The Denton State School, in the early 1990s one of thirteen state facilities that provided care and treatment for the intellectually disabled, operates under the management of the Texas Department of Mental Health and Mental Retardation. The school is located on a 200-acre tract four miles south-southeast of Denton, and it serves twenty-two counties in northeast Texas. In 1957, after a vigorous lobbying effort by the Denton Chamber of Commerce, the Texas Department of Mental Health and Mental Retardation chose Denton as the site for the state school because of the city's proximity to Dallas and Fort Worth and because of its universities-Texas Woman's University, which at that time had the largest nursing program in the state, and North Texas State Teachers College (now the University of North Texas), which had the largest teacher-training facility in Texas. Another influence on the department's decision was the city's pledge to donate land for the school. In thirty-four days during November and December of 1957, 2,000 Denton residents contributed $102,000 to a Mental School Cash Campaign conducted by the city's chamber of commerce.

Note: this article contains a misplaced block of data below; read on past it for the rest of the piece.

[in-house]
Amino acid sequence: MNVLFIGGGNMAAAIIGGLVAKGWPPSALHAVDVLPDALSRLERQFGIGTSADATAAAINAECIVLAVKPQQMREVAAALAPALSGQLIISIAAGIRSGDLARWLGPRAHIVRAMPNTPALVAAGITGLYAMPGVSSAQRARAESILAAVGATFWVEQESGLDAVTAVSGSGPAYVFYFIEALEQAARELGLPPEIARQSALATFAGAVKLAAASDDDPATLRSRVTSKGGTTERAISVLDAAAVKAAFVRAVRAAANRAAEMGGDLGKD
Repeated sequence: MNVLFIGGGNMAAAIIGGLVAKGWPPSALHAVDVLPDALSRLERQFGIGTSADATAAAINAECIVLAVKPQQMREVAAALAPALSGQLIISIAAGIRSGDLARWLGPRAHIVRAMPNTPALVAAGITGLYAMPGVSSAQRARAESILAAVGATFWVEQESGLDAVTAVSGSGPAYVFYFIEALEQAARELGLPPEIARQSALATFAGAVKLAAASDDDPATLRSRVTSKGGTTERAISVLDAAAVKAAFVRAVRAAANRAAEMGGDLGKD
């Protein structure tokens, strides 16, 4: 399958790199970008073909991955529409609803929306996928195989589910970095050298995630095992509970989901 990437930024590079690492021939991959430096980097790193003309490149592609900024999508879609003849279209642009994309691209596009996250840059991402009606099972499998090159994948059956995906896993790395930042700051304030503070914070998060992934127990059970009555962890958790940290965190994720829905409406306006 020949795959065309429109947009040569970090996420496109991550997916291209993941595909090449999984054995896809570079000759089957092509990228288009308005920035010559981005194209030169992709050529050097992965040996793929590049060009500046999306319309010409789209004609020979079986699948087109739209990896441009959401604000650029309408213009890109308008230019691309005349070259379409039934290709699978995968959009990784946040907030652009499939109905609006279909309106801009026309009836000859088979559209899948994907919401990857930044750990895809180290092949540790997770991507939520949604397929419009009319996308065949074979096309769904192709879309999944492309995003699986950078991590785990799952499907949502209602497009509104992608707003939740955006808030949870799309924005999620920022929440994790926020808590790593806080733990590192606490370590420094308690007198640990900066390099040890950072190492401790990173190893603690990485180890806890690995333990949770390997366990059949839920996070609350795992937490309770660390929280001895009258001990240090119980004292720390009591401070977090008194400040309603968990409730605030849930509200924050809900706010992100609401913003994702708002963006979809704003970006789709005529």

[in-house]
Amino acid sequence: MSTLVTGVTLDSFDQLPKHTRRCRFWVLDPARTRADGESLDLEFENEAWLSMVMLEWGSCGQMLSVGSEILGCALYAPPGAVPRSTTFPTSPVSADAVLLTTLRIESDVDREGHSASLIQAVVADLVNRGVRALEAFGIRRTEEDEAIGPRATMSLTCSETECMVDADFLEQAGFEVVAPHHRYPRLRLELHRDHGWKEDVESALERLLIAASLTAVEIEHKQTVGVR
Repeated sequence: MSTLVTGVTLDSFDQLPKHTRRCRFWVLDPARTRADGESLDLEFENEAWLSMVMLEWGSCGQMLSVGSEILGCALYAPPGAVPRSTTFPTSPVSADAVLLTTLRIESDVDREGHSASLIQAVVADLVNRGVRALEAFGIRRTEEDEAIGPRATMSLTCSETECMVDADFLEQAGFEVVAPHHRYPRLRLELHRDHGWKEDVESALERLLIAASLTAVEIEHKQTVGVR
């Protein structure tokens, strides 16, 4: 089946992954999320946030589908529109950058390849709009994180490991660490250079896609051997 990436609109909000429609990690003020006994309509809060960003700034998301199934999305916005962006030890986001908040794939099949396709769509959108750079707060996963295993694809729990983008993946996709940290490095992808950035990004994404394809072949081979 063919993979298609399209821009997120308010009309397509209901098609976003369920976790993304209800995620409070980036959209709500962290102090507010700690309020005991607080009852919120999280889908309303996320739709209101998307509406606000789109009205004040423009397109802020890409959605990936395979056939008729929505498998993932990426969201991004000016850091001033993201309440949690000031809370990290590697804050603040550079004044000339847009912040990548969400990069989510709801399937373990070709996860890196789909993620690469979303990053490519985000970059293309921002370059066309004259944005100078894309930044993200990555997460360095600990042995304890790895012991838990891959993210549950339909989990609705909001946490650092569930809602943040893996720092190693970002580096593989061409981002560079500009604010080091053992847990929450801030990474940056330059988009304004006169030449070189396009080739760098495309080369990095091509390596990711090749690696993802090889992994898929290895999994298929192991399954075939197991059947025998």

Construction of the school began on March 7, 1959, and was completed in July 1960. Originally, the school accepted only citizens of Texas between the ages of six and twenty-one who had IQs of seventy or below. By 1980, however, the age restriction had been removed. E. W. (Ed) Killian, a North Texas State graduate, was the school's first superintendent. During Killian's twenty-year tenure, the number of residents of the school increased, as did the number of facilities and programs designed for their care. In 1994 the school had more than sixty buildings-including residential facilities leased off-campus-and 2,000 employees serving 670 residents and a large number of off-campus clients. School programs included vocational services and early childhood intervention. The school also directed an outreach community service with facilities in twelve counties. In addition, Denton's foster grandparent program provides a means for senior citizens to give one-to-one attention to residents at the school. The Texas Department of Human Resources (now the Texas Department Of Human Services) and the Texas Education Agency provided funds to the school. Although well over 90 percent of the school's income came from the state, the school also received financial support from the United States departments of Health and Human Services, Agriculture, and Education. In 1994 Pat Jessee served as superintendent of the school.